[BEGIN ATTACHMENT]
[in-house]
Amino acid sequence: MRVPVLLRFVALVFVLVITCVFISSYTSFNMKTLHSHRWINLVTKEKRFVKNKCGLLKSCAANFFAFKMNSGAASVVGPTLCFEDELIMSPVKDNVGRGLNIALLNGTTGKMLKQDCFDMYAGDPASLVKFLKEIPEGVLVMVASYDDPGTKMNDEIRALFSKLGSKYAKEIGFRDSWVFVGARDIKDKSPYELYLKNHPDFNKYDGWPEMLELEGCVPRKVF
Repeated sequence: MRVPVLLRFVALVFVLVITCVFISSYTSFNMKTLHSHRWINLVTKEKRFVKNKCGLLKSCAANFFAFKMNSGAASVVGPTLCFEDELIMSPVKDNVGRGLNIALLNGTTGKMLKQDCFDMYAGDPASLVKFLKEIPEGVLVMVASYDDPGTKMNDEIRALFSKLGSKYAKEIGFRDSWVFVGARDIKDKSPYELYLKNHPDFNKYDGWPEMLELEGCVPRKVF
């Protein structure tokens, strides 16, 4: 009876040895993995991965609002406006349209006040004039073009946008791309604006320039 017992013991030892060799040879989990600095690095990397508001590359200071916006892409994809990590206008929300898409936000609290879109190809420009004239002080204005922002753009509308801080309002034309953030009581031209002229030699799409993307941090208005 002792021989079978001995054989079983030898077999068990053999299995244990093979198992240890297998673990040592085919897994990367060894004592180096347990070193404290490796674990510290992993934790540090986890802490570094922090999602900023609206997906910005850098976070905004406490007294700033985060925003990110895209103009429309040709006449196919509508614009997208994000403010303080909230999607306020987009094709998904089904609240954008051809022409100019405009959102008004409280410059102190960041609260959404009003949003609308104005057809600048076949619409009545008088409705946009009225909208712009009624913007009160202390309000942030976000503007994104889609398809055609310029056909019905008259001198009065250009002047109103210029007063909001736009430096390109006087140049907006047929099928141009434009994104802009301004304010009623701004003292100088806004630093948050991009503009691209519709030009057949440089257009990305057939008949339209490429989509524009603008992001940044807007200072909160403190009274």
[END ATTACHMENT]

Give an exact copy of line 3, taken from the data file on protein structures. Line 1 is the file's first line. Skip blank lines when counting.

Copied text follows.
Repeated sequence: MRVPVLLRFVALVFVLVITCVFISSYTSFNMKTLHSHRWINLVTKEKRFVKNKCGLLKSCAANFFAFKMNSGAASVVGPTLCFEDELIMSPVKDNVGRGLNIALLNGTTGKMLKQDCFDMYAGDPASLVKFLKEIPEGVLVMVASYDDPGTKMNDEIRALFSKLGSKYAKEIGFRDSWVFVGARDIKDKSPYELYLKNHPDFNKYDGWPEMLELEGCVPRKVF